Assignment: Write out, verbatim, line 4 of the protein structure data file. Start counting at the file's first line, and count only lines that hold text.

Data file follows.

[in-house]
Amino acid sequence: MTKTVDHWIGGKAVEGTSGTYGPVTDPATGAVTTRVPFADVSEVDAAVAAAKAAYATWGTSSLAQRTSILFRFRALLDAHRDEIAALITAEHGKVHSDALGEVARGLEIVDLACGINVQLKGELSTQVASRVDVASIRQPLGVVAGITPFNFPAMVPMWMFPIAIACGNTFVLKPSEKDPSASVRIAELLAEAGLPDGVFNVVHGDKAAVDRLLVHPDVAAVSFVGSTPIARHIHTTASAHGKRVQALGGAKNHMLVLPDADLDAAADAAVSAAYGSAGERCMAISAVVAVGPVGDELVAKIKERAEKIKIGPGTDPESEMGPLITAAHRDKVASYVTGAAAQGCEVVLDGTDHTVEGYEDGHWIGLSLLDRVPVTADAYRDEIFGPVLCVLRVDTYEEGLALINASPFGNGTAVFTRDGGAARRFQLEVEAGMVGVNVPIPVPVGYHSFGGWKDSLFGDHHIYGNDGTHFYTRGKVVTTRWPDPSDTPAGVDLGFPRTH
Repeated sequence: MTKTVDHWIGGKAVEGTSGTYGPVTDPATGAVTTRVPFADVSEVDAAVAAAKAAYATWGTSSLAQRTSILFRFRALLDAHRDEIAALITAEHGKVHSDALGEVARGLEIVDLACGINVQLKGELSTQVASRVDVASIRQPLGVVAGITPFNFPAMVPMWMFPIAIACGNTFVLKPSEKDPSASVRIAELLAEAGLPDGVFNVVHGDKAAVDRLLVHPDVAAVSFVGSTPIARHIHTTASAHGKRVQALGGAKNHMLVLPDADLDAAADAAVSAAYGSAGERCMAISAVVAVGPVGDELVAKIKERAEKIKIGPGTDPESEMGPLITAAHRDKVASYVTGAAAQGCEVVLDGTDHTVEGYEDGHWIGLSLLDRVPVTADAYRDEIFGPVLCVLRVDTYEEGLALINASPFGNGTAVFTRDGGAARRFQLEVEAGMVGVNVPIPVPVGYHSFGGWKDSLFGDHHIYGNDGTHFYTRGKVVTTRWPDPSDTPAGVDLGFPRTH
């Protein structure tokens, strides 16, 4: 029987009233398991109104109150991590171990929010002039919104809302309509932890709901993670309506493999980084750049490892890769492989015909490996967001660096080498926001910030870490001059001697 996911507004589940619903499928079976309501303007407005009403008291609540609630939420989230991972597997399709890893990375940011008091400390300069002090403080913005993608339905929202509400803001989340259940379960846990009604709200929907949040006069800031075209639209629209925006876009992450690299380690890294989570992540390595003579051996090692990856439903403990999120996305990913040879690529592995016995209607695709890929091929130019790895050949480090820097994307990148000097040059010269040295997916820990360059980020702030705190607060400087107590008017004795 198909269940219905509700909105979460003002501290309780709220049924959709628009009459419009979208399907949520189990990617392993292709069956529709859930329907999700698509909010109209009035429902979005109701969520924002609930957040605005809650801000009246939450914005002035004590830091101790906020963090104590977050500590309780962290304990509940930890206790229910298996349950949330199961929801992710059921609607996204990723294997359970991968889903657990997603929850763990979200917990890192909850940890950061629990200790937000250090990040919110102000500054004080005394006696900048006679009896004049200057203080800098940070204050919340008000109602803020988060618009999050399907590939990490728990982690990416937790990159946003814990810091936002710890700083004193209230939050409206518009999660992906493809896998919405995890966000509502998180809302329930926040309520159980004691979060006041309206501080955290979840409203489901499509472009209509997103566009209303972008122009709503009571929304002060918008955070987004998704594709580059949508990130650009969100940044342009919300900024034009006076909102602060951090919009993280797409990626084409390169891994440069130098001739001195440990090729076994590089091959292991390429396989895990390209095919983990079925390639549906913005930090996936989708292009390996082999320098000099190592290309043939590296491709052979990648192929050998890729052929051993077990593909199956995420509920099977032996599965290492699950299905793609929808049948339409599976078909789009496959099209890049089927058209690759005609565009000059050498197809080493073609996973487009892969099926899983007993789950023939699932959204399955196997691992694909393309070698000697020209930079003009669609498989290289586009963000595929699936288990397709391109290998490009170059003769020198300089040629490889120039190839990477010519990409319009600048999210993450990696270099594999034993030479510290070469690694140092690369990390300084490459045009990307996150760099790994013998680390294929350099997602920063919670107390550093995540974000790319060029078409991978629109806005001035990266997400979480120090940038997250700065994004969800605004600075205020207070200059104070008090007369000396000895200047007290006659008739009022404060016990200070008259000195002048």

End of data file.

């Protein structure tokens, strides 16, 4: 029987009233398991109104109150991590171990929010002039919104809302309509932890709901993670309506493999980084750049490892890769492989015909490996967001660096080498926001910030870490001059001697 996911507004589940619903499928079976309501303007407005009403008291609540609630939420989230991972597997399709890893990375940011008091400390300069002090403080913005993608339905929202509400803001989340259940379960846990009604709200929907949040006069800031075209639209629209925006876009992450690299380690890294989570992540390595003579051996090692990856439903403990999120996305990913040879690529592995016995209607695709890929091929130019790895050949480090820097994307990148000097040059010269040295997916820990360059980020702030705190607060400087107590008017004795 198909269940219905509700909105979460003002501290309780709220049924959709628009009459419009979208399907949520189990990617392993292709069956529709859930329907999700698509909010109209009035429902979005109701969520924002609930957040605005809650801000009246939450914005002035004590830091101790906020963090104590977050500590309780962290304990509940930890206790229910298996349950949330199961929801992710059921609607996204990723294997359970991968889903657990997603929850763990979200917990890192909850940890950061629990200790937000250090990040919110102000500054004080005394006696900048006679009896004049200057203080800098940070204050919340008000109602803020988060618009999050399907590939990490728990982690990416937790990159946003814990810091936002710890700083004193209230939050409206518009999660992906493809896998919405995890966000509502998180809302329930926040309520159980004691979060006041309206501080955290979840409203489901499509472009209509997103566009209303972008122009709503009571929304002060918008955070987004998704594709580059949508990130650009969100940044342009919300900024034009006076909102602060951090919009993280797409990626084409390169891994440069130098001739001195440990090729076994590089091959292991390429396989895990390209095919983990079925390639549906913005930090996936989708292009390996082999320098000099190592290309043939590296491709052979990648192929050998890729052929051993077990593909199956995420509920099977032996599965290492699950299905793609929808049948339409599976078909789009496959099209890049089927058209690759005609565009000059050498197809080493073609996973487009892969099926899983007993789950023939699932959204399955196997691992694909393309070698000697020209930079003009669609498989290289586009963000595929699936288990397709391109290998490009170059003769020198300089040629490889120039190839990477010519990409319009600048999210993450990696270099594999034993030479510290070469690694140092690369990390300084490459045009990307996150760099790994013998680390294929350099997602920063919670107390550093995540974000790319060029078409991978629109806005001035990266997400979480120090940038997250700065994004969800605004600075205020207070200059104070008090007369000396000895200047007290006659008739009022404060016990200070008259000195002048």